Carolyn Herzog is the EVP, General Counsel at ARM, a semiconductor and software design company wholly owned by SoftBank Group and its Vision Fund. Carolyn has been at the helm of ARM’s valued legal department since 2017 and during her tenure has built a world-class legal organization. Prior to ARM, Carolyn served in various leadership roles at Symantec (including Chief Compliance Officer) and AXNET Technologies. Hailing from Wisconsin, the Land of Cheese (and my beloved hometown), Carolyn earned her law degree from the University of Wisconsin-Madison and during her studies spent a stint at La Sorbonne refining her knowledge of European and French Law.
When you meet Carolyn, you are immediately taken by her warmth, intelligence and genuine goodness. Her commitment to excellence in everything she pursues is apparent the moment you meet her. She has been a tireless advocate for the underserved and underrepresented and is an inspirational role model for our profession. Carolyn was kind enough to provide her wisdom on the challenges of the pandemic, advice on coping and insights into the Black Lives Matter movement. Thank you Carolyn!
You’ve been through other economic downturns, what is unique about this one?
This situation is unique in that we are all sharing this experience as a global community. I think we can all recall a time when we have looked at a tragedy in another community outside of ours and thought it wasn’t our responsibility to address. Right now, this is a global problem – a pandemic – that we are all dealing with together. Some will have to deal with it in greater extremes than others, but we all must acknowledge the problem. There will be businesses that gain economically – Amazon, Zoom and of course, the toilet paper industry! Others will see a balance of gains and losses – such as the food industry – with high spikes for grocery stores but a significant downturn at restaurants. Overall, I believe that businesses that plan well will be able to recover faster from this economic downturn, as compared to past downturns, because of the proactive government support to help preserve income and keep businesses afloat. Planning well means effectively planning for the worst but hoping for the best. We know that, unless we are Zoom, Purell or Charmin, we have to tighten our belts now. We may not have to take drastic measures yet, but we should be planning wisely, and investing smart so that we can support our customers, focus on high priority work and fortify ourselves for what’s to come. We also need to be mindful of the capabilities of our workforce – people are doing an incredible job working remotely, but there may be some work that simply cannot be done as effectively as when people are in the office. Do not wait to redefine what is a high business priority and make it clear for people what they should start, stop and continue doing. It is this kind of immediate planning that will make the biggest economic differences for all of us on the other end of this.
From a legal executive’s perspective, how can an employee increase his/her value to the organization during these challenging times?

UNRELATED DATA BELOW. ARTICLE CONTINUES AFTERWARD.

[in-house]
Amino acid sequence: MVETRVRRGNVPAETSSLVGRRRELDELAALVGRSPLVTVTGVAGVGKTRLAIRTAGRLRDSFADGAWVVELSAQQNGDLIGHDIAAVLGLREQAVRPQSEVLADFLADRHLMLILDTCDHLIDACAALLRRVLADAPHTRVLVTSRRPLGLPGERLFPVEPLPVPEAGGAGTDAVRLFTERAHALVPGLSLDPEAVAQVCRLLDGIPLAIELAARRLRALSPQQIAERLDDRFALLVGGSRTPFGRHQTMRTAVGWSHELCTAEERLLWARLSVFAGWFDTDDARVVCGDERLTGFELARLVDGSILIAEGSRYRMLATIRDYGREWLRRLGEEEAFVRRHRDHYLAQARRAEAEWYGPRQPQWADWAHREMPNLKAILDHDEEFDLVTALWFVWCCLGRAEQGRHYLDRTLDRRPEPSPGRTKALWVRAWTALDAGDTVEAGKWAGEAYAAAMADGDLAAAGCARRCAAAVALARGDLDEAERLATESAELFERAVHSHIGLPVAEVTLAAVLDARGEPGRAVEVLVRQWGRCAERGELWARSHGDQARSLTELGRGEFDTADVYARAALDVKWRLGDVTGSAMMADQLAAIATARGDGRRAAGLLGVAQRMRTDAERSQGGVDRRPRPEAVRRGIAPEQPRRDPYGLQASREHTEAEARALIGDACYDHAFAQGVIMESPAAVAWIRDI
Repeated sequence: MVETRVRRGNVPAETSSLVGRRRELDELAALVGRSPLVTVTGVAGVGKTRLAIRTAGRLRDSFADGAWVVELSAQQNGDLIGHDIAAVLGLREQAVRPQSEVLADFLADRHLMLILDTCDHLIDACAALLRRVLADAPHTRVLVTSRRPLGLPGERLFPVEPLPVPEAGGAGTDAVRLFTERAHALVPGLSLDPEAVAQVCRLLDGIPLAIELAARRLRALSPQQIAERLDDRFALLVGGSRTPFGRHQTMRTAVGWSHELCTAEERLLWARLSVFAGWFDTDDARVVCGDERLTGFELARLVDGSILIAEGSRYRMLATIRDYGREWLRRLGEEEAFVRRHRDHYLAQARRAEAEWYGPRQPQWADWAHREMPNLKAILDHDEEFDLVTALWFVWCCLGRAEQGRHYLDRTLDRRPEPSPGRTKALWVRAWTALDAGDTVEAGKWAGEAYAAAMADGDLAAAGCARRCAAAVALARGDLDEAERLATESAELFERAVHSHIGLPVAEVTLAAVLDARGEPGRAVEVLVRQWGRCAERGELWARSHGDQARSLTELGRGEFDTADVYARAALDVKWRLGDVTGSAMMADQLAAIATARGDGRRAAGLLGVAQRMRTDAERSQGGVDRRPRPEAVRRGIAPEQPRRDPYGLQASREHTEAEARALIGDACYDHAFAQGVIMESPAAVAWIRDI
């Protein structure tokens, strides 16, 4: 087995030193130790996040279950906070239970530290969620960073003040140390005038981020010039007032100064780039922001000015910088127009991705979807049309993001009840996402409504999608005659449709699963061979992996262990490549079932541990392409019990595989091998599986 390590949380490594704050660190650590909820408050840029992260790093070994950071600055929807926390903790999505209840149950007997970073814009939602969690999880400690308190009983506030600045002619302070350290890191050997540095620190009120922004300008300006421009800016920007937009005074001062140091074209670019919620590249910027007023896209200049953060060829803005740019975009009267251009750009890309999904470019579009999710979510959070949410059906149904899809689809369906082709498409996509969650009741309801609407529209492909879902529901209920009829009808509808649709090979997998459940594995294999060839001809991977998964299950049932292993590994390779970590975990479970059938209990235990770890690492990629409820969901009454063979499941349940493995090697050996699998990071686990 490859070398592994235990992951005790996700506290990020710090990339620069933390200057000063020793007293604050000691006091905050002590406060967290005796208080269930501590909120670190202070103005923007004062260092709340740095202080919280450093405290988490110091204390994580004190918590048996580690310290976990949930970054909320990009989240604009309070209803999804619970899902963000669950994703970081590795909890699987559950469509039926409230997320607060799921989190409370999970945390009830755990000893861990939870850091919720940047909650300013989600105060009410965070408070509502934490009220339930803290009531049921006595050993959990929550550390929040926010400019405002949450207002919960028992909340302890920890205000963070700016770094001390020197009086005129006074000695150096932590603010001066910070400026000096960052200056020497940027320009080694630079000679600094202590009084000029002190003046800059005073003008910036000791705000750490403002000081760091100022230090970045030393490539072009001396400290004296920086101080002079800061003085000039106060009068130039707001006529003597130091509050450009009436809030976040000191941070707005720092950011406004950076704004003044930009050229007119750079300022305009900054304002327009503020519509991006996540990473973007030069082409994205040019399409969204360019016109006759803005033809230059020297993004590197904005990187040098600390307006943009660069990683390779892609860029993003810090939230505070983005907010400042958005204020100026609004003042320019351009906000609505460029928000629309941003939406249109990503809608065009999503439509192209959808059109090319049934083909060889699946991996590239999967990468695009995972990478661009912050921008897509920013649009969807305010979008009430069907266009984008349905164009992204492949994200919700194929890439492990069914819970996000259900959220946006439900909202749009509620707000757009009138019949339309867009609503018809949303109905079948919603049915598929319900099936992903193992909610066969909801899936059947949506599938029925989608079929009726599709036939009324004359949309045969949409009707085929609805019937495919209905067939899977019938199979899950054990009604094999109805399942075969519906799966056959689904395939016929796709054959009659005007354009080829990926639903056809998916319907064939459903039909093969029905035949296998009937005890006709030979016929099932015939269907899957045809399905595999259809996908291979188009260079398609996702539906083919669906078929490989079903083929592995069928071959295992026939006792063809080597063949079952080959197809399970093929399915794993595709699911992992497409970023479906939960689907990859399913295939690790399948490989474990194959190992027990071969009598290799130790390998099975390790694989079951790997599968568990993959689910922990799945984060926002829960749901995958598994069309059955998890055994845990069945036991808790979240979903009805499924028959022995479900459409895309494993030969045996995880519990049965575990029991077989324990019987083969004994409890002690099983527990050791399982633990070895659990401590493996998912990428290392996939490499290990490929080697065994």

I love this question! So often I am asked about what made the biggest difference in my career and my one-word answer is curiosity. One of my favorite poems (one we probably all read in college) is by Robert Frost. And what better time than to break it out now:
Two roads diverged in a yellow wood,
And sorry I could not travel both
And be one traveler, long I stood
And looked down one as far as I could
To where it bent in the undergrowth;
Then took the other, as just as fair,
And having perhaps the better claim
Because it was it was grassy and wanted wear;
Though as for that the passing there
Had worn them really about the same,
And both that morning equally lay
In leaves no step had trodden black,
Oh, I kept the first for another day!
Yet knowing how way leads on to way,
I doubted if I should ever come back.
I shall be telling this with a sigh
Somewhere ages and ages hence:
Two roads diverged in a wood, and I –
I took the one less traveled by,
And that has made all the difference.
During times of crisis management – for in house roles – we rely on smart, educated people – who rely on smart educated people – to be smart, curious and helpful. At this moment in time, we desperately need optimism, enthusiasm, creativity and a can-do attitude more than ever before. It is not that I don’t believe we should be careful – I run through my list of “what horrible things could go wrong” all the time. I also rely on team members with visibility beyond the legal department. Cross functional collaboration and input is key, in addition to networking outside our organization. I am amazed at how effectively our communities are sharing information right now. As horrible as the COVID-19 virus is, I think we can challenge ourselves to find some silver linings, and professional development is one of them. People are stretching their skillsets and implementing new ways of thinking, planning and working. We also don’t have to give up on our passions and our ideals. I spoke with a colleague the other day and she was asking some important questions about recruitment and retention of minorities in the company. It’s just as important that we not give up on these important D&I initiatives and other important programs that are not specifically COVID-19 related but that ultimately connect to talent retention.